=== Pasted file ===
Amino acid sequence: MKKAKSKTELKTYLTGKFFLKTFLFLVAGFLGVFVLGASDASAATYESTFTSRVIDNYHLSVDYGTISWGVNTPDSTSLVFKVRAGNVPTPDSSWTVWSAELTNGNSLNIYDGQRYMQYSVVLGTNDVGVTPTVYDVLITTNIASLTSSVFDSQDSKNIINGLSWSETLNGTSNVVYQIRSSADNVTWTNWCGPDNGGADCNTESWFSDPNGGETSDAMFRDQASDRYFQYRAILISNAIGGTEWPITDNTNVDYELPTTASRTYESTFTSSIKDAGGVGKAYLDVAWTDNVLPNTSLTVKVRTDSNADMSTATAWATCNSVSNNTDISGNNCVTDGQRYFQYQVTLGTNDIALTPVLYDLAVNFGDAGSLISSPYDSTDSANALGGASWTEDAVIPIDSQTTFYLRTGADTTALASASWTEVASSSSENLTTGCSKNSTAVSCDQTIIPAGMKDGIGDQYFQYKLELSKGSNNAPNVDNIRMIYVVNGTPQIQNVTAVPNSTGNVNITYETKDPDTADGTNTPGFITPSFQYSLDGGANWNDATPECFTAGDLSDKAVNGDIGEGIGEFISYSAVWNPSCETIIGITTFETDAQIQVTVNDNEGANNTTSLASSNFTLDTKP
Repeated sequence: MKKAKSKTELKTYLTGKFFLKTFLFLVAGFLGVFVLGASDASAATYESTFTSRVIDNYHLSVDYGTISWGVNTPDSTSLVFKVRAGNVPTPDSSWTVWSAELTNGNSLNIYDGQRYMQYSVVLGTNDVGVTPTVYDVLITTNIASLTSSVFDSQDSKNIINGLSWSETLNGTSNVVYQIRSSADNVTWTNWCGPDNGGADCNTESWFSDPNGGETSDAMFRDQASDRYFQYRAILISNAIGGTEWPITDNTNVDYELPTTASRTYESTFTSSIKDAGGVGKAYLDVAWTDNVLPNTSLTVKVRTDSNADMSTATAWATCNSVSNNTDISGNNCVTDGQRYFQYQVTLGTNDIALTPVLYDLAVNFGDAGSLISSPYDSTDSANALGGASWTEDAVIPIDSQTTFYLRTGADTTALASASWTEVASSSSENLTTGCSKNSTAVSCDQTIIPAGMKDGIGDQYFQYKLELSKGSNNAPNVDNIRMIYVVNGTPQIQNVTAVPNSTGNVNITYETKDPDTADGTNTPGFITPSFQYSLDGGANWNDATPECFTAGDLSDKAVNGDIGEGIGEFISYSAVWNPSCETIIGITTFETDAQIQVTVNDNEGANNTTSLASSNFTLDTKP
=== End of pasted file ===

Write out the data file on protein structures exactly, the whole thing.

Amino acid sequence: MKKAKSKTELKTYLTGKFFLKTFLFLVAGFLGVFVLGASDASAATYESTFTSRVIDNYHLSVDYGTISWGVNTPDSTSLVFKVRAGNVPTPDSSWTVWSAELTNGNSLNIYDGQRYMQYSVVLGTNDVGVTPTVYDVLITTNIASLTSSVFDSQDSKNIINGLSWSETLNGTSNVVYQIRSSADNVTWTNWCGPDNGGADCNTESWFSDPNGGETSDAMFRDQASDRYFQYRAILISNAIGGTEWPITDNTNVDYELPTTASRTYESTFTSSIKDAGGVGKAYLDVAWTDNVLPNTSLTVKVRTDSNADMSTATAWATCNSVSNNTDISGNNCVTDGQRYFQYQVTLGTNDIALTPVLYDLAVNFGDAGSLISSPYDSTDSANALGGASWTEDAVIPIDSQTTFYLRTGADTTALASASWTEVASSSSENLTTGCSKNSTAVSCDQTIIPAGMKDGIGDQYFQYKLELSKGSNNAPNVDNIRMIYVVNGTPQIQNVTAVPNSTGNVNITYETKDPDTADGTNTPGFITPSFQYSLDGGANWNDATPECFTAGDLSDKAVNGDIGEGIGEFISYSAVWNPSCETIIGITTFETDAQIQVTVNDNEGANNTTSLASSNFTLDTKP
Repeated sequence: MKKAKSKTELKTYLTGKFFLKTFLFLVAGFLGVFVLGASDASAATYESTFTSRVIDNYHLSVDYGTISWGVNTPDSTSLVFKVRAGNVPTPDSSWTVWSAELTNGNSLNIYDGQRYMQYSVVLGTNDVGVTPTVYDVLITTNIASLTSSVFDSQDSKNIINGLSWSETLNGTSNVVYQIRSSADNVTWTNWCGPDNGGADCNTESWFSDPNGGETSDAMFRDQASDRYFQYRAILISNAIGGTEWPITDNTNVDYELPTTASRTYESTFTSSIKDAGGVGKAYLDVAWTDNVLPNTSLTVKVRTDSNADMSTATAWATCNSVSNNTDISGNNCVTDGQRYFQYQVTLGTNDIALTPVLYDLAVNFGDAGSLISSPYDSTDSANALGGASWTEDAVIPIDSQTTFYLRTGADTTALASASWTEVASSSSENLTTGCSKNSTAVSCDQTIIPAGMKDGIGDQYFQYKLELSKGSNNAPNVDNIRMIYVVNGTPQIQNVTAVPNSTGNVNITYETKDPDTADGTNTPGFITPSFQYSLDGGANWNDATPECFTAGDLSDKAVNGDIGEGIGEFISYSAVWNPSCETIIGITTFETDAQIQVTVNDNEGANNTTSLASSNFTLDTKP